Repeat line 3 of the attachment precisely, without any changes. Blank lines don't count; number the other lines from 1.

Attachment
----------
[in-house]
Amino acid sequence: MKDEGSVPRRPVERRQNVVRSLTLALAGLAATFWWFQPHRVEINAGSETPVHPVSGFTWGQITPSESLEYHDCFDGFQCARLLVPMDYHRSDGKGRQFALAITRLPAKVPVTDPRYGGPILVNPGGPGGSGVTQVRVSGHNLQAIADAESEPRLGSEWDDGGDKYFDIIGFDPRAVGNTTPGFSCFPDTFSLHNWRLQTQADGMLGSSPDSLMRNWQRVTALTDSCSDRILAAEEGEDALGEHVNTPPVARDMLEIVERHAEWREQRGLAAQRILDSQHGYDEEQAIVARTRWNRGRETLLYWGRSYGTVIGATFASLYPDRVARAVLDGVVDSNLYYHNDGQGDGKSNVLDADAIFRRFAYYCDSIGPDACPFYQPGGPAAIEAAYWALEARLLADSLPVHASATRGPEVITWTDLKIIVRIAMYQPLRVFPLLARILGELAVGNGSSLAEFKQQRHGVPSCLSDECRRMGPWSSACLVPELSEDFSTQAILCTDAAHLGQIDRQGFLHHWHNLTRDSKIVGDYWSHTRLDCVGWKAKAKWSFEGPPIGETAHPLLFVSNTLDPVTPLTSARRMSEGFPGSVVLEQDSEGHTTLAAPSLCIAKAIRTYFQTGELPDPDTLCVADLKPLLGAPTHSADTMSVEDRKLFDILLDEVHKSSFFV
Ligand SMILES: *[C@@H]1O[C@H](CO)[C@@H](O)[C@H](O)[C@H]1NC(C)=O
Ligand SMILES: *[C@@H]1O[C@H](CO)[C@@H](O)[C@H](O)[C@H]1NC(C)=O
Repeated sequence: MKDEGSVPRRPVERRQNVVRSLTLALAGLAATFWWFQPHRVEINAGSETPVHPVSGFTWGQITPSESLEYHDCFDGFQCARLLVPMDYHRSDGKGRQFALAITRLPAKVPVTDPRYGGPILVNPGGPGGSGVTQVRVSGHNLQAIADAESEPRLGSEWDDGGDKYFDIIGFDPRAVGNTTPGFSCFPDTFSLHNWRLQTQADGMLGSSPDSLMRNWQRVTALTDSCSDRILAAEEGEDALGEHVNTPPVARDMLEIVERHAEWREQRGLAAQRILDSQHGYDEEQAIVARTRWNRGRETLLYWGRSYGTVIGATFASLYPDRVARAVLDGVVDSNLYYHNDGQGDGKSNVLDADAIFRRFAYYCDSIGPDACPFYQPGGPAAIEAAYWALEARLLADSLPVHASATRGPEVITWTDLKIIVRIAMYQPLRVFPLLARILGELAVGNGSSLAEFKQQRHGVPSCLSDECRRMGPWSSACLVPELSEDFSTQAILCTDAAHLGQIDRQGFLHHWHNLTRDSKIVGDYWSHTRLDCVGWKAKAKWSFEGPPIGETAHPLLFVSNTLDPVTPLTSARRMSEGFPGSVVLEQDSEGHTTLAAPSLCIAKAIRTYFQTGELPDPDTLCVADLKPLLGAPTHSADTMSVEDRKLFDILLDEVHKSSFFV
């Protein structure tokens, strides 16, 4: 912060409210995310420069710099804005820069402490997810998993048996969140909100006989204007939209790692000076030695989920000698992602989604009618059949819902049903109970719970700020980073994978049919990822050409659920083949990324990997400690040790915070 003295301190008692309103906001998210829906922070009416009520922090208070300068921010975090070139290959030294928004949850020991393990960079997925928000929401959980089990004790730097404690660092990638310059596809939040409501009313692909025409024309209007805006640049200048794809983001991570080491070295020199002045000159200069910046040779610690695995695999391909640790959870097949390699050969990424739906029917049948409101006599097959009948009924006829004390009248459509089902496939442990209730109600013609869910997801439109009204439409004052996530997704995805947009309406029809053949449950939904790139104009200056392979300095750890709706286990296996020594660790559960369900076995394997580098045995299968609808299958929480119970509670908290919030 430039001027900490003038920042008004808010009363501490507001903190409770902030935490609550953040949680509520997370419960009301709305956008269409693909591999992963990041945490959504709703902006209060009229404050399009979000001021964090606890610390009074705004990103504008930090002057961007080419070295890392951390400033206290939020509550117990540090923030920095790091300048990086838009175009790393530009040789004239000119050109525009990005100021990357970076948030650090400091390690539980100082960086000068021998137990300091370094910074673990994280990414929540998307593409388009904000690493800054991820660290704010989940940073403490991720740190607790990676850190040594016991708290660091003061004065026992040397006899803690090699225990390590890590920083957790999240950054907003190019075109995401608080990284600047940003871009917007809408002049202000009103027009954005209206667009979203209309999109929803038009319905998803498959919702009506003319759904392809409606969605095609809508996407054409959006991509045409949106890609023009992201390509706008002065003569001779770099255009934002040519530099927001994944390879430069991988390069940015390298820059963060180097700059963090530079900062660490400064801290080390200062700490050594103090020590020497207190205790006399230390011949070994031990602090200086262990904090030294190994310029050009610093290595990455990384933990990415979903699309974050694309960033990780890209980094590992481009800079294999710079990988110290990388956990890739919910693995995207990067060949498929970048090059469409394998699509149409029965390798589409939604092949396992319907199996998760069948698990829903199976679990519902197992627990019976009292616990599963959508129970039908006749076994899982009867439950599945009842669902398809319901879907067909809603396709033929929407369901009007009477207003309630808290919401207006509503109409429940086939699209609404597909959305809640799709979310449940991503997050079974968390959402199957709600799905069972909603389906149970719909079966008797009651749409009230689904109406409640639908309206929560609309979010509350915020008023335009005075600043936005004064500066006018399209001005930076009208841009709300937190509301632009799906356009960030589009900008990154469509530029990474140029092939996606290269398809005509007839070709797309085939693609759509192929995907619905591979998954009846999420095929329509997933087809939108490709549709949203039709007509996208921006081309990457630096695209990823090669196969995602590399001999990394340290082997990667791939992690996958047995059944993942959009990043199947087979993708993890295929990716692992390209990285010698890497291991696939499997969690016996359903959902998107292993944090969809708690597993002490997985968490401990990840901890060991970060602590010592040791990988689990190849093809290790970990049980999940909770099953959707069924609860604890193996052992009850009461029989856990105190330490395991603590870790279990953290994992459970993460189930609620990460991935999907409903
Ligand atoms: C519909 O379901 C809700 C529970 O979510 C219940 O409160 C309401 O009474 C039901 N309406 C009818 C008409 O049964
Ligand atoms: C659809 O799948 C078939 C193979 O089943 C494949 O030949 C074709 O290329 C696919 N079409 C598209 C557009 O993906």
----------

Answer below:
Ligand SMILES: *[C@@H]1O[C@H](CO)[C@@H](O)[C@H](O)[C@H]1NC(C)=O